The New York Times gives us two horrific cell phone stories in a single day. First, an airline based in Dubai has apparently done its customers the "service" of enabling cell phone usage on one of its Boeing 777s by outfitting it with a satellite setup. The horrifying part is that approval for such madness is quickly clearing regulatory hurtles around the world, particularly in Europe and Asia. (I'd like to know who the hell they interviewed that had a "positive view" of in-flight calling.)
For once, I'm glad the FCC is painfully slow at accomplishing anything. Fortunately, if it was set to arrive here anytime soon, the base stations are pretty weak, only able to handle at most six calls at a time. To top it off, the price of making those calls — at $3 to $3.50 a minute — should deter the average moron from calling everyone in their phonebook while you try to drown out the screaming baby behind you with an episode of Metalocalypse on your laptop.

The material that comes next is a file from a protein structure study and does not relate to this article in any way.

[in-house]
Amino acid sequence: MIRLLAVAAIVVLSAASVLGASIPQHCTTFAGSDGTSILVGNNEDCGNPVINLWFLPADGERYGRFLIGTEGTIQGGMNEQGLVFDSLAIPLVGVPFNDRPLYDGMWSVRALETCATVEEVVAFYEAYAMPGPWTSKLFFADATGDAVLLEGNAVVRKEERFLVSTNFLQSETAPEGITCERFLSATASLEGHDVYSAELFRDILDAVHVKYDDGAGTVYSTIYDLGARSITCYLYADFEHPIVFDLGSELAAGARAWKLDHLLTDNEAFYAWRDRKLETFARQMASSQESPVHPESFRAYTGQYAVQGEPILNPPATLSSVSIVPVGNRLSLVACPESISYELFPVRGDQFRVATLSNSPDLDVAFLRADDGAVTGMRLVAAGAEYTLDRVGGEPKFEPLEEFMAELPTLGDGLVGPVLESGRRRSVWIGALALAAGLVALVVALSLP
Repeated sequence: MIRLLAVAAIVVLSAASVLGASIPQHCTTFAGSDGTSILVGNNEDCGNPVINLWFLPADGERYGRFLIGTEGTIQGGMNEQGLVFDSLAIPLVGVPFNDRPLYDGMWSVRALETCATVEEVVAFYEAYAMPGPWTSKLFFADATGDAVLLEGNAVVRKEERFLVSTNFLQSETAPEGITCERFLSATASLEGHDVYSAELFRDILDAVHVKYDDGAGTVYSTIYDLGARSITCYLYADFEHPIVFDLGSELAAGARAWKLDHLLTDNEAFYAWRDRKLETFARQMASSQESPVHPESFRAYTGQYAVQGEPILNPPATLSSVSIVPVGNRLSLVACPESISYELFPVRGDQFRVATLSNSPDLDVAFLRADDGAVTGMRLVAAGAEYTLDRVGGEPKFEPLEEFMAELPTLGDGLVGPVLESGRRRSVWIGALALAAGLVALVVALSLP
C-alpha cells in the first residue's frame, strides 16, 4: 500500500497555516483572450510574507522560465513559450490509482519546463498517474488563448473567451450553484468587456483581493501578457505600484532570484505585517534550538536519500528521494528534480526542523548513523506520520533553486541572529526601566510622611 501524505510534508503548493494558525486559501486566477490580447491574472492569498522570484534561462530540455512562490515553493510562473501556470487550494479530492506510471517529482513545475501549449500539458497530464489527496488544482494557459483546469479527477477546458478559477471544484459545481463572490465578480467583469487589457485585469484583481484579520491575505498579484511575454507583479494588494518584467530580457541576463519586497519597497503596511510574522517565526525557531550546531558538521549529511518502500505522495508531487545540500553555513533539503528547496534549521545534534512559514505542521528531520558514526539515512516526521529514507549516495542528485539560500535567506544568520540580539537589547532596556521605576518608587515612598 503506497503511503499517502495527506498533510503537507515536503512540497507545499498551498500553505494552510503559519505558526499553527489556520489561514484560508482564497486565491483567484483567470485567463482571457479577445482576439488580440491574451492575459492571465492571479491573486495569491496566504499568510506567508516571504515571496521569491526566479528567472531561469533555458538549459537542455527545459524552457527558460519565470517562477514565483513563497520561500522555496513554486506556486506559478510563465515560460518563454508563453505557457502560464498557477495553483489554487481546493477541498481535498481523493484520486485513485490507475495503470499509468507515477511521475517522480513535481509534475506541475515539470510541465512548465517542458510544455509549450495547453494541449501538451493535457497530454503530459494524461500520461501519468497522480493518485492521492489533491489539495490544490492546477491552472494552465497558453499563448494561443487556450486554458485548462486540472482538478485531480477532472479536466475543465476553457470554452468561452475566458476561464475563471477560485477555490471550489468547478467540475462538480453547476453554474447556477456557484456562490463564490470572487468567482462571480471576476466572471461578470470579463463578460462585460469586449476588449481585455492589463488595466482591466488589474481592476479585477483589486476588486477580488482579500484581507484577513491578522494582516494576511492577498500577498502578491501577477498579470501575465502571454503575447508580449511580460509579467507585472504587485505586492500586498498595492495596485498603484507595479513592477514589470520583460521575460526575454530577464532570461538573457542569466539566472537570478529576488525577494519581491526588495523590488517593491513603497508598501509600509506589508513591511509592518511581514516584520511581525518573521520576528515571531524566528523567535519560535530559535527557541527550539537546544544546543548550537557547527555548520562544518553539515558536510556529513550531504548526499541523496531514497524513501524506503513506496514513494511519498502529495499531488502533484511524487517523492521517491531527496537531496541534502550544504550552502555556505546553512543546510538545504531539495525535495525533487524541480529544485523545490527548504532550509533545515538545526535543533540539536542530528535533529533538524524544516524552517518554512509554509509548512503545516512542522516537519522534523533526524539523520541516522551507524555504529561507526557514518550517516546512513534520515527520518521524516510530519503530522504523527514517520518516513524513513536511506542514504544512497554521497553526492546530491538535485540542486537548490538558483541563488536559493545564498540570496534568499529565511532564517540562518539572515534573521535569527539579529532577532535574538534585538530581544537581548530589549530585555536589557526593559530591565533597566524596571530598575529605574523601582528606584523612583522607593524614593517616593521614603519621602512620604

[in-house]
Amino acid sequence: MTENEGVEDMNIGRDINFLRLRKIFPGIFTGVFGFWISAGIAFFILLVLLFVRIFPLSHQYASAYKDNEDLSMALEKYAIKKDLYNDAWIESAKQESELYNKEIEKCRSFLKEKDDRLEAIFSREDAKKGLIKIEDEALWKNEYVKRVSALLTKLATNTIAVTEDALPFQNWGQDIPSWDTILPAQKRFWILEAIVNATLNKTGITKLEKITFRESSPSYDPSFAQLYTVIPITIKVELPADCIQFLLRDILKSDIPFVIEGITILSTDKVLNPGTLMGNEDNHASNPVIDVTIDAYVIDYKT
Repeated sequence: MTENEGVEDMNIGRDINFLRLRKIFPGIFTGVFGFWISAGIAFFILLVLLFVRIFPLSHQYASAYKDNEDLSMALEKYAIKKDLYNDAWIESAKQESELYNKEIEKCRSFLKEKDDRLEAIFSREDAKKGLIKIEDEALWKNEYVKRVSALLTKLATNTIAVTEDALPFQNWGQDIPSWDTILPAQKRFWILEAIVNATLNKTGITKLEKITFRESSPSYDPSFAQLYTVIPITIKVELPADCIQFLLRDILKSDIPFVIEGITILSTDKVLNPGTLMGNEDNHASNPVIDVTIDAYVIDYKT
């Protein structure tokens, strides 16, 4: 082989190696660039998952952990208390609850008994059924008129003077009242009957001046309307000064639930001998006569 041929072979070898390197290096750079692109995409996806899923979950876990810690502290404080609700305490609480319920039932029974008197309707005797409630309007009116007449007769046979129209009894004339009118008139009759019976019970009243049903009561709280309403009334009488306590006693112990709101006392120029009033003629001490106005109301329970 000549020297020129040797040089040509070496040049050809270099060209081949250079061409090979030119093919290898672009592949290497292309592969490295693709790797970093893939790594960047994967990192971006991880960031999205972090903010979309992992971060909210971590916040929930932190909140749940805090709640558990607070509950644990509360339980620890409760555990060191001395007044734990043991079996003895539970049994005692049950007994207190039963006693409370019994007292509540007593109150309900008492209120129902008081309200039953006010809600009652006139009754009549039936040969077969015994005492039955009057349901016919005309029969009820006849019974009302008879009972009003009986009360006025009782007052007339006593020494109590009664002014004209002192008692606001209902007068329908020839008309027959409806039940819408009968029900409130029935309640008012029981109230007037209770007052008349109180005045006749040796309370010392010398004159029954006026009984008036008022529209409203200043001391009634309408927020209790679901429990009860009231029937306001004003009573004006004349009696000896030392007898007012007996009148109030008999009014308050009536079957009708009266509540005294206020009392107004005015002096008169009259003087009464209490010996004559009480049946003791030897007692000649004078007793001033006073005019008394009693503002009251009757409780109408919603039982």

The second story isn't so much horrifying as it annoying, in that once again we get slighted on cool cell phone technology. Basically, some airports in Japan and one in Berlin are trying out a new system to let you check in with your cell phone, skipping some of the hassle of catching a flight. The Japan program only applies to domestic flights, while the Air Berlin version only works if you don't have any bags to check on the Hannover-Munich route, limiting its usefulness. Moreover, you still have to wait in line to get felt up with everybody else, so you don't get to magically warp to your flight gate, but I suppose catching any kind of break at the airport is something most people would find some relief in.
It's also worth keeping in mind that this is just the beginning of the imminent explosive growth in "touch to access" systems, which are on the verge of truly breaking out in Europe. It'll be a while before the proper infrastructure is beyond rudimentary here, though, depending on how much weight Wal-Mart throws into the RFID initiative.